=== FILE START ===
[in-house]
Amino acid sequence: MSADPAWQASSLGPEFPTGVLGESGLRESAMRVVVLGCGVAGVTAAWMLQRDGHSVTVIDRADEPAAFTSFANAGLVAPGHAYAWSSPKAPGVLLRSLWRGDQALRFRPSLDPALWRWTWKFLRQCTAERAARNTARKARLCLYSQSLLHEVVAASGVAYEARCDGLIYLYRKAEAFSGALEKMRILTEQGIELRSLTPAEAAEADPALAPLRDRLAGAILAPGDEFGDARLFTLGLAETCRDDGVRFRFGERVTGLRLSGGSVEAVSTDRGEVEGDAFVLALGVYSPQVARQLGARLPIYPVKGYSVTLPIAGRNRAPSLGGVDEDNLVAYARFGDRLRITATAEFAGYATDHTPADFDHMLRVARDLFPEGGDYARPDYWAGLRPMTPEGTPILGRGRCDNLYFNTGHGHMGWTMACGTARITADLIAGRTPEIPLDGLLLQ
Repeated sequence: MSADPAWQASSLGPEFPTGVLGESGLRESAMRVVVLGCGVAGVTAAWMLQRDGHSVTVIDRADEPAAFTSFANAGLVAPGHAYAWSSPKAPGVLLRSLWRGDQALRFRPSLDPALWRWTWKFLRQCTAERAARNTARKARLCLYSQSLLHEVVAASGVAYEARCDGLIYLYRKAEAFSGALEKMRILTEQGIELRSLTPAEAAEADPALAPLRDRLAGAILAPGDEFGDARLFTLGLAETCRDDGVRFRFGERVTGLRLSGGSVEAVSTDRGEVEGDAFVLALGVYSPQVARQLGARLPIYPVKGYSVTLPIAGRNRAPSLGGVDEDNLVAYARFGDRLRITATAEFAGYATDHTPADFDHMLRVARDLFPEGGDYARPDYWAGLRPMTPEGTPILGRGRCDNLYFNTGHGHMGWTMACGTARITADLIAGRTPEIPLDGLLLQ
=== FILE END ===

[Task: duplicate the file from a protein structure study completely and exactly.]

[in-house]
Amino acid sequence: MSADPAWQASSLGPEFPTGVLGESGLRESAMRVVVLGCGVAGVTAAWMLQRDGHSVTVIDRADEPAAFTSFANAGLVAPGHAYAWSSPKAPGVLLRSLWRGDQALRFRPSLDPALWRWTWKFLRQCTAERAARNTARKARLCLYSQSLLHEVVAASGVAYEARCDGLIYLYRKAEAFSGALEKMRILTEQGIELRSLTPAEAAEADPALAPLRDRLAGAILAPGDEFGDARLFTLGLAETCRDDGVRFRFGERVTGLRLSGGSVEAVSTDRGEVEGDAFVLALGVYSPQVARQLGARLPIYPVKGYSVTLPIAGRNRAPSLGGVDEDNLVAYARFGDRLRITATAEFAGYATDHTPADFDHMLRVARDLFPEGGDYARPDYWAGLRPMTPEGTPILGRGRCDNLYFNTGHGHMGWTMACGTARITADLIAGRTPEIPLDGLLLQ
Repeated sequence: MSADPAWQASSLGPEFPTGVLGESGLRESAMRVVVLGCGVAGVTAAWMLQRDGHSVTVIDRADEPAAFTSFANAGLVAPGHAYAWSSPKAPGVLLRSLWRGDQALRFRPSLDPALWRWTWKFLRQCTAERAARNTARKARLCLYSQSLLHEVVAASGVAYEARCDGLIYLYRKAEAFSGALEKMRILTEQGIELRSLTPAEAAEADPALAPLRDRLAGAILAPGDEFGDARLFTLGLAETCRDDGVRFRFGERVTGLRLSGGSVEAVSTDRGEVEGDAFVLALGVYSPQVARQLGARLPIYPVKGYSVTLPIAGRNRAPSLGGVDEDNLVAYARFGDRLRITATAEFAGYATDHTPADFDHMLRVARDLFPEGGDYARPDYWAGLRPMTPEGTPILGRGRCDNLYFNTGHGHMGWTMACGTARITADLIAGRTPEIPLDGLLLQ